In honor of Dorothea Lange's birthday, we are revisiting a post originally published last year honoring the late artist's life and work.
Dorothea Lange was an iconic American photographer, most famous for capturing the human strife and resilience during the Great Depression. Her photographs for the Farm Security Administration helped shape documentary photography as an artistic genre. Today, we are proud to wish her a happy 118th birthday.
Dorothea Lange's famous photograph of a destitute mother with her children was taken in depression-era California. The woman has been identified as Florence Thompson, who at the time was working as a pea picker. She was 32. Courtesy Library of Congress.
Lange was married to an economist, and when the Depression era began the two began interviewing and researching exploited, poor and forgotten American laborers. Lange started taking their pictures, and her photographs of the plight of families who fled the Mid West and South during the Dust Bowl made many people visible for the first time in their lives.
Her most famous photograph, "Migrant Mother," depicts a young mother, forehead wrinkled with worry, gazing out into the distance. Two young boys bury their faces into her back. Everyone's body is covered in dust. The image remains an emblem of hope in the face of struggle to this day.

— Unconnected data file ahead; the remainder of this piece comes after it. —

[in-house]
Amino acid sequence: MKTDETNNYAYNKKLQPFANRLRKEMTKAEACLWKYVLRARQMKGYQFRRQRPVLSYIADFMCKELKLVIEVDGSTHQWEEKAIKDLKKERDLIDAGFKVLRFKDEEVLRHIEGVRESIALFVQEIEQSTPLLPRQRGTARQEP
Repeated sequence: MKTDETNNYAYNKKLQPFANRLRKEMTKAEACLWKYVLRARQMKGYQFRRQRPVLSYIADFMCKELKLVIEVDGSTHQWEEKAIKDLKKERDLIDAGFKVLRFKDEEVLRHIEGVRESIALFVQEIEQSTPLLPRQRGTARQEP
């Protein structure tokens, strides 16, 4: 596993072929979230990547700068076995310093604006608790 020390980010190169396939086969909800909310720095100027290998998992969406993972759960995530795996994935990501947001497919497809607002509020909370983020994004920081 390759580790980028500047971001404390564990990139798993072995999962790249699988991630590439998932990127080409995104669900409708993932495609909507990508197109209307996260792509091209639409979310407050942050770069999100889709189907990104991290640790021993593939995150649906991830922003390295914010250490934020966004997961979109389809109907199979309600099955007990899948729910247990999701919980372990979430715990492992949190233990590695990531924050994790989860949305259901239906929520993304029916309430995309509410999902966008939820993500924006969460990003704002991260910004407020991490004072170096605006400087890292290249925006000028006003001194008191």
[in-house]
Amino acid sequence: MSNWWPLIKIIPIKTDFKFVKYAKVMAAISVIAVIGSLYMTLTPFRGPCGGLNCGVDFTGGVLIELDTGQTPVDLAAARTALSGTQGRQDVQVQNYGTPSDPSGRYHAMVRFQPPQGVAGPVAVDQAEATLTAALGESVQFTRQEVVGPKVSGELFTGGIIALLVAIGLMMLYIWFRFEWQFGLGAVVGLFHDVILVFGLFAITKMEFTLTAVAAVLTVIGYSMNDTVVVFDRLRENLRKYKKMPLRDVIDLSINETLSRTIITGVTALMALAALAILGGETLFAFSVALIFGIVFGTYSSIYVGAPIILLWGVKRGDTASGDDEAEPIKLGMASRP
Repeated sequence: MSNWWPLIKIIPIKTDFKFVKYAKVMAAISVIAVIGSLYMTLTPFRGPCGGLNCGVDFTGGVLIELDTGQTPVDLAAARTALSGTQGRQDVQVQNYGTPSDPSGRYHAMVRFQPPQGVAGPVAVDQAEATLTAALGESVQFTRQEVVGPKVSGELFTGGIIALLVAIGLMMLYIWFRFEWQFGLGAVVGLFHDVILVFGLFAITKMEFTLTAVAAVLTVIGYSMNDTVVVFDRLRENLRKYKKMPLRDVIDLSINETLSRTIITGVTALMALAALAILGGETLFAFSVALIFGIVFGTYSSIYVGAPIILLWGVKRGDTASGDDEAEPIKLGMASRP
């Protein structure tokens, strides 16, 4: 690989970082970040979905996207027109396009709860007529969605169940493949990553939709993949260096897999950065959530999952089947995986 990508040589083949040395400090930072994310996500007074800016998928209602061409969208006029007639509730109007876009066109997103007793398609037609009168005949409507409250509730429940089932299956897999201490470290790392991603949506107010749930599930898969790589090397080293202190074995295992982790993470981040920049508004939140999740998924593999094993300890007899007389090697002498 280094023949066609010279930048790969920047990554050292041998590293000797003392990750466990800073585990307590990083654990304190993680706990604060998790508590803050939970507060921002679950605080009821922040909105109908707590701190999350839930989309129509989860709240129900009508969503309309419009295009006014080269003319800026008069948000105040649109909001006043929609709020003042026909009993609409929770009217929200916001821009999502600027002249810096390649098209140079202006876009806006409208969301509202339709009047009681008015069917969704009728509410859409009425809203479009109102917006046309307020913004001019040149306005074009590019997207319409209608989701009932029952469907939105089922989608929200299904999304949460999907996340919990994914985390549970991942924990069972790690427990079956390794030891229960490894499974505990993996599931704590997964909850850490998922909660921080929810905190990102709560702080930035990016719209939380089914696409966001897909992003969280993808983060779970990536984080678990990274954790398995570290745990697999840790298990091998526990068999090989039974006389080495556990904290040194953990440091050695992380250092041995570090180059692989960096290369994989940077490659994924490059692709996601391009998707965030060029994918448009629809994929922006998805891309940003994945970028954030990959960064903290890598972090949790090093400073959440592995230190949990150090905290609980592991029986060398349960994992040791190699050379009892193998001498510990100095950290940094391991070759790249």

Later Lange spoke about her encounter with the mother:
"I did not ask her name or her history. She told me her age, that she was thirty-two. She said that they had been living on frozen vegetables from the surrounding fields, and birds that the children killed. She had just sold the tires from her car to buy food. There she sat in that lean-to tent with her children huddled around her, and seemed to know that my pictures might help her, and so she helped me. There was a sort of equality about it."
Portrait of American photographer Dorothea Lange (1895 - 1965), mid twentieth century. (Photo by Larry Colwell/Anthony Barboza/Getty Images)
Lange also took on the role of American eyewitness in documenting the Japanese internment camps in 1942. Again her sharp eye and human compassion helped millions of people all over the nation connect and empathize with strangers in need. Her photos, quiet depictions of sadness and strength, illustrate the history of our country.
A critic once commented that after seeing a Lange photograph "You will find it hard to forget this material of human erosion," quoted in her "New York Times" obituary. We would like to honor Lange today, an artist and humanist who herself will never be forgotten.